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It's a classic missionary story-dedicated doctor packs his clinic into a bag and bikes to secluded places to provide basic medical care to isolated people in the name of Jesus. But this story has a twist. Dr. Ken McMillan is indeed serving tribal people, but he is in Minneapolis, working among homeless Native Americans.
In 1996, McMillan and his family were forced by war to leave their mission work in Congo (then Zaire). Since they hoped for an early return, McMillan didn't want to get started in private practice in the United States.
Then he met the Rev. Gordon Thayer, Native American founder of Kola (Ojibwe for "friend"). Kola is a Minneapolis program for Native homeless persons, with a daytime drop-in center providing multiple services. Hennepin County had approved funding for improved health services, and Thayer persuaded McMillan that even six months or a year of his time would enormously help this needy population.
At first, his patients couldn't believe the quiet white man was really a doctor. Who'd ever seen a physician in a puffy down jacket sitting around in a homeless camp? But the pharmacies honored his prescriptions, so he had to be OK.
After seven years with Kola, McMillan spends fewer hours on his bike and more in the Kola van or in his small office in the Kola drop-in center where he sees 10-15 patients a day, three days a week. If he ever had a spare $50,000, he'd buy a used van and refit it as a mobile clinic so patients could consult with him privately, wherever he finds them-and warmly in a Minnesota winter.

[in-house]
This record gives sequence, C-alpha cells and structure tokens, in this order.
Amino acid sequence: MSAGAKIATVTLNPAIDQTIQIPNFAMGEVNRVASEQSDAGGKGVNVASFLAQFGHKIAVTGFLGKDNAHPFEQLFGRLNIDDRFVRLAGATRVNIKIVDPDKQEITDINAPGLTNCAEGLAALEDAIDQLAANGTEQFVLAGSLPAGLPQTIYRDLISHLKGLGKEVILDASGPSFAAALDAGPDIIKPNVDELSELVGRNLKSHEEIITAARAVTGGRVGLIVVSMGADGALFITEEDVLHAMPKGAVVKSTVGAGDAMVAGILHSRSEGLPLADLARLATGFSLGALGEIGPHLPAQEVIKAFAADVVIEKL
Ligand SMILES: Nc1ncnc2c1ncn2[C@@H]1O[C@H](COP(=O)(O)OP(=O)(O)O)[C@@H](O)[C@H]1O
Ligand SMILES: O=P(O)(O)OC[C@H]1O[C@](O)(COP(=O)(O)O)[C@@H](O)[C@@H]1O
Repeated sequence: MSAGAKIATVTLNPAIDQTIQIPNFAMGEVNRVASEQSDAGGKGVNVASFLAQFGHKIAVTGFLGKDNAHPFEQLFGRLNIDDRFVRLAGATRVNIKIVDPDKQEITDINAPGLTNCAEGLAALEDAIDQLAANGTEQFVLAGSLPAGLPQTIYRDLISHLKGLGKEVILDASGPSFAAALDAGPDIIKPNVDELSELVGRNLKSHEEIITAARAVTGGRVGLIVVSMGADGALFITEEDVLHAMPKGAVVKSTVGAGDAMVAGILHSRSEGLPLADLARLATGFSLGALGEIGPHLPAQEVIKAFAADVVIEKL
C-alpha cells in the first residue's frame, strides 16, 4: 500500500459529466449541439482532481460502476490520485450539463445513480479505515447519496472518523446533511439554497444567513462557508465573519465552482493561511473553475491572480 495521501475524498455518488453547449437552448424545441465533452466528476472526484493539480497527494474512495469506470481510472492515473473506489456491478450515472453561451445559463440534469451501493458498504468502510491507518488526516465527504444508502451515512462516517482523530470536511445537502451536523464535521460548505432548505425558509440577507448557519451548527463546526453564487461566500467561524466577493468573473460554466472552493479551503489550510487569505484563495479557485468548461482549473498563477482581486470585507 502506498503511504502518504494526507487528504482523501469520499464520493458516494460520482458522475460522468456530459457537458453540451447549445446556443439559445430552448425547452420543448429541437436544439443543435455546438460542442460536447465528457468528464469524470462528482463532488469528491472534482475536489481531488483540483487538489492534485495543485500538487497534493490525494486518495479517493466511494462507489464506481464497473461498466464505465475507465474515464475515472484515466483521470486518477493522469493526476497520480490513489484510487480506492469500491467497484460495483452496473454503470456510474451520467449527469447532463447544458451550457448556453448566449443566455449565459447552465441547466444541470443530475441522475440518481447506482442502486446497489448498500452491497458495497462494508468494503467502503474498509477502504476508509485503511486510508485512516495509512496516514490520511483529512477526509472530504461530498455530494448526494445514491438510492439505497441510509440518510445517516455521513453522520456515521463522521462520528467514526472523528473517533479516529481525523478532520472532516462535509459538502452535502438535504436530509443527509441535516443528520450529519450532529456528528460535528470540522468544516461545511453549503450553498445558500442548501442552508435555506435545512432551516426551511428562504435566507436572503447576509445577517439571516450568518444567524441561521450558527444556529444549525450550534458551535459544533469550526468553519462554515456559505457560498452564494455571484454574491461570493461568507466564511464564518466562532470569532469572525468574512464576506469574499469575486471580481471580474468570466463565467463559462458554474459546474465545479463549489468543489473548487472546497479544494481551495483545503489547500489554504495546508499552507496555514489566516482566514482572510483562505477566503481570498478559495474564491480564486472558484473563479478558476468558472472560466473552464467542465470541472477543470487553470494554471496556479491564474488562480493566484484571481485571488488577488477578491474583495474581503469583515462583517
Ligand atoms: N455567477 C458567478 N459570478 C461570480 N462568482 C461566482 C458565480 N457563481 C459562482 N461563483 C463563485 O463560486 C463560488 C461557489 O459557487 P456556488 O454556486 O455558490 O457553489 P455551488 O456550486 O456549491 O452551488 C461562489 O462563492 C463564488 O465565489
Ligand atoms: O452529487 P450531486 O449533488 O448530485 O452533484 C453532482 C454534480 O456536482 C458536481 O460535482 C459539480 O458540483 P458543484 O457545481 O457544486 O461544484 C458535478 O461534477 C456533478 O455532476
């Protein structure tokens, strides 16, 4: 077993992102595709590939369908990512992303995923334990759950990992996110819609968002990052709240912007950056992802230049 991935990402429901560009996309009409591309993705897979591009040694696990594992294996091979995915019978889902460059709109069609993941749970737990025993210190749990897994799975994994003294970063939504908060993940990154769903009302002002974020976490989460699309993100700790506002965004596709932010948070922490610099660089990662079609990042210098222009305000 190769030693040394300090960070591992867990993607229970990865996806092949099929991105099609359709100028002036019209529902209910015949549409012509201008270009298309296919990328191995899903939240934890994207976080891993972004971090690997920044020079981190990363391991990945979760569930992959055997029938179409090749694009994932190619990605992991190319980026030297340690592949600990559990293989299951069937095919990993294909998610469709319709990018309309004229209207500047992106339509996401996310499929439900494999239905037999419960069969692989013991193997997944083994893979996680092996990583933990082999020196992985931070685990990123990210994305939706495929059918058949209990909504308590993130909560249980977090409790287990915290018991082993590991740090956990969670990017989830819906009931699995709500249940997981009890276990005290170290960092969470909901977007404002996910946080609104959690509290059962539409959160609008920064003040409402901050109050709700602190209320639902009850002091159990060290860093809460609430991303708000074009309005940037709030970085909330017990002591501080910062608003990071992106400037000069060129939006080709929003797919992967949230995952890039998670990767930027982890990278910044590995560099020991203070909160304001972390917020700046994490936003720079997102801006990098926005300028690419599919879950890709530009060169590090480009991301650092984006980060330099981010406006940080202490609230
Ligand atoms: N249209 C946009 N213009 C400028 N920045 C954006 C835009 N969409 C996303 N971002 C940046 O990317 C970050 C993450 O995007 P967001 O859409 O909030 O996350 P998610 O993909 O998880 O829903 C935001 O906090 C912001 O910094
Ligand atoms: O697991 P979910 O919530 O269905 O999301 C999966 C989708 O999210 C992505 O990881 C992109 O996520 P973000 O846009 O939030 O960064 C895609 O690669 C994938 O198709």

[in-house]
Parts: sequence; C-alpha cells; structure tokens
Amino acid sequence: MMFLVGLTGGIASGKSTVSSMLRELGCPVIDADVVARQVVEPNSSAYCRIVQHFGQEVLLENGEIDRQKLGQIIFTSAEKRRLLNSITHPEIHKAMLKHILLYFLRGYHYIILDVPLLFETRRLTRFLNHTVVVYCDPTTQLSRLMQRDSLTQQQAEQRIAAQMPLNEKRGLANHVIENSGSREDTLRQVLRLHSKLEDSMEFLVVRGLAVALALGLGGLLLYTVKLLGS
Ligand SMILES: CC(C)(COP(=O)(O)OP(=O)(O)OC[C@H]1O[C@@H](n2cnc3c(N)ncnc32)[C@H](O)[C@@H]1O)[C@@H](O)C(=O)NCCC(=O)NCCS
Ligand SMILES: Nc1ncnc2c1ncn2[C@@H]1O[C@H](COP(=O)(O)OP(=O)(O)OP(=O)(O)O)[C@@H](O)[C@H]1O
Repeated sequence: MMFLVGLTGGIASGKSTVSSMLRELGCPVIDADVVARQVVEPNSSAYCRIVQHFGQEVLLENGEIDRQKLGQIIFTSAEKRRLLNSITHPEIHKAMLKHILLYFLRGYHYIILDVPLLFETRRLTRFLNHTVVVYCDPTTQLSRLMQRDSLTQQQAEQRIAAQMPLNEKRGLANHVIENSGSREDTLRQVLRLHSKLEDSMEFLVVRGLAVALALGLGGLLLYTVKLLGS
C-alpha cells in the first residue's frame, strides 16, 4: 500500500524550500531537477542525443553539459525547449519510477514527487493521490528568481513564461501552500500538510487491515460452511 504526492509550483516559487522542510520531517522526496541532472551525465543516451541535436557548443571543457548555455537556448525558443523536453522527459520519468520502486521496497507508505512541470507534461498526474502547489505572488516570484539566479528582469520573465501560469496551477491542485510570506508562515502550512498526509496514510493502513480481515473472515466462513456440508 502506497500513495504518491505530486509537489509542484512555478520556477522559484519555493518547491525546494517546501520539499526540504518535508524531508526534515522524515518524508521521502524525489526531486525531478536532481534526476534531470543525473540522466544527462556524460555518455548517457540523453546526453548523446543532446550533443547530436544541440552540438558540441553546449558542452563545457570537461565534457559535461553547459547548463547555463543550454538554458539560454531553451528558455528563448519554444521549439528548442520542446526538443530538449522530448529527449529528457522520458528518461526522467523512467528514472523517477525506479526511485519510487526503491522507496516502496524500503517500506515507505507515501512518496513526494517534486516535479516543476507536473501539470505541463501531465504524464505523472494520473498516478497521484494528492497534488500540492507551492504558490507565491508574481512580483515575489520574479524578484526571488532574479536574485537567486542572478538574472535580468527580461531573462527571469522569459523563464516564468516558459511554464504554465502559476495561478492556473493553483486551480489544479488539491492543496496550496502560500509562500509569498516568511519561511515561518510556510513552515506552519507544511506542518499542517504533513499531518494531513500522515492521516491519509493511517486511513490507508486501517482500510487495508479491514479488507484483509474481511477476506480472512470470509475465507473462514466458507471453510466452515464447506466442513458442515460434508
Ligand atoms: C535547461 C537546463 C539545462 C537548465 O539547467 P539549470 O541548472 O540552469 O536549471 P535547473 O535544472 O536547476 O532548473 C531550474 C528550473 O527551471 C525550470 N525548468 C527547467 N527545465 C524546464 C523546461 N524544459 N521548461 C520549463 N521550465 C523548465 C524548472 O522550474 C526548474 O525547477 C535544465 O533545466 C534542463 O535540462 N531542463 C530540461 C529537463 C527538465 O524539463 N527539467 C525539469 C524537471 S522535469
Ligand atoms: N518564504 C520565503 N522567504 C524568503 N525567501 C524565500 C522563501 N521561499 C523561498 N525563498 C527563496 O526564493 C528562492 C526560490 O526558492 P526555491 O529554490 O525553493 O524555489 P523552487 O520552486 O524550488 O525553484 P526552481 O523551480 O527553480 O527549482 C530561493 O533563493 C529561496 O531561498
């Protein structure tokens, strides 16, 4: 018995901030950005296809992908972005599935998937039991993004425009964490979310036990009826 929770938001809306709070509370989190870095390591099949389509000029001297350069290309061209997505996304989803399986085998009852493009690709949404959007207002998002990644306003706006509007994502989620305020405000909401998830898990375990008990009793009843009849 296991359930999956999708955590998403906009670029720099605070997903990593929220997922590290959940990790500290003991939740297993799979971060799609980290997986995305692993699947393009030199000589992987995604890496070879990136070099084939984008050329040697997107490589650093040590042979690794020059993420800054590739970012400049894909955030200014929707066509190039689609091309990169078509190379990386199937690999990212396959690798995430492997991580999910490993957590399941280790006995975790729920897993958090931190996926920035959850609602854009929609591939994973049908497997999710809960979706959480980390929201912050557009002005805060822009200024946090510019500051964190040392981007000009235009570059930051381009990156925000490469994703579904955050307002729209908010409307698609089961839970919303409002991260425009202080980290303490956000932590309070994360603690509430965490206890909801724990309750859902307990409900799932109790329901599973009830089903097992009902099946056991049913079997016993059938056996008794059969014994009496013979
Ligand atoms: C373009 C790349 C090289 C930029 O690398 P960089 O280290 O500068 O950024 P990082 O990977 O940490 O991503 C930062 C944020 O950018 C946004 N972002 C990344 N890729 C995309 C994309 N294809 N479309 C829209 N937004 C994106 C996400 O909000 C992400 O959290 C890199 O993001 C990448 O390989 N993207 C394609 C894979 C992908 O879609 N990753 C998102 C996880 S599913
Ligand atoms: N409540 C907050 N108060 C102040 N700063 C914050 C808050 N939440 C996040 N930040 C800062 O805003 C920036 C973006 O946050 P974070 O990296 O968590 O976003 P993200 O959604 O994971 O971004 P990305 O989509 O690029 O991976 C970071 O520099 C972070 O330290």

Officially the work week is 32 hours. But as the only physician in Minneapolis reaching out specifically to homeless individuals, he's always on call. When his cell phone rings, he interrupts to answer, because his clients are seldom reachable for callbacks.
If he had his way, he wouldn't be unique. Every year he spends a few hours with 10-12 second-year medical students, who observe his work in his office and in a homeless camp. They see firsthand the higher rates of diabetes, obesity, and high blood pressure among homeless persons, and the fallout of addictions. Later, the students follow up with a project to help Kola's health services. One year it was small first aid kits in waist packs. Another time it was the creation of a large-print, simple pocket booklet of health instructions for common ailments and injuries.
Kola is funded by various private and government grants. Since this means no proselytizing, do people know that McMillan's service is in the name of Jesus? He answers this question, "I speak in one-on-one situations mainly. At the end of a health consultation, I might ask, 'Do you want prayer for this?' The answer is usually yes. Then I ask, 'May I do it, or do you want to go to one of your tribal elders?' Always they say, 'You.' So I pray and share a verse."
McMillan notes that most patients "have heard [the gospel] in a twisted version. They associate Christianity with legalism and racial insensitivity. Christianity was poisoned for lots of Native people because of its association with boarding schools that tried to separate Indians from their cultural heritage."
McMillan recalls a man who came to his knees spiritually and began to go to church-until his past of anger, drinking, and cocaine overcame him and sent him to jail, where he now is. The doctor prays that the man will remember what he learned and talk to God daily.
McMillan recalls eternal fruit gained through his labors: "I met Eric in a camp by the tracks. Eventually he decided to stay sober and began to talk about his spirit. He was a Canadian Creek and strong in tribal spirituality. . . . He professed faith in Christ, and came back a new person, trying to help people. Four months later he was beaten to death with baseball bats."
It's a classic missionary story-a story of persistence and prayer, of seeing saints die in the Lord, and of waiting to see God continue the work He has begun in a life.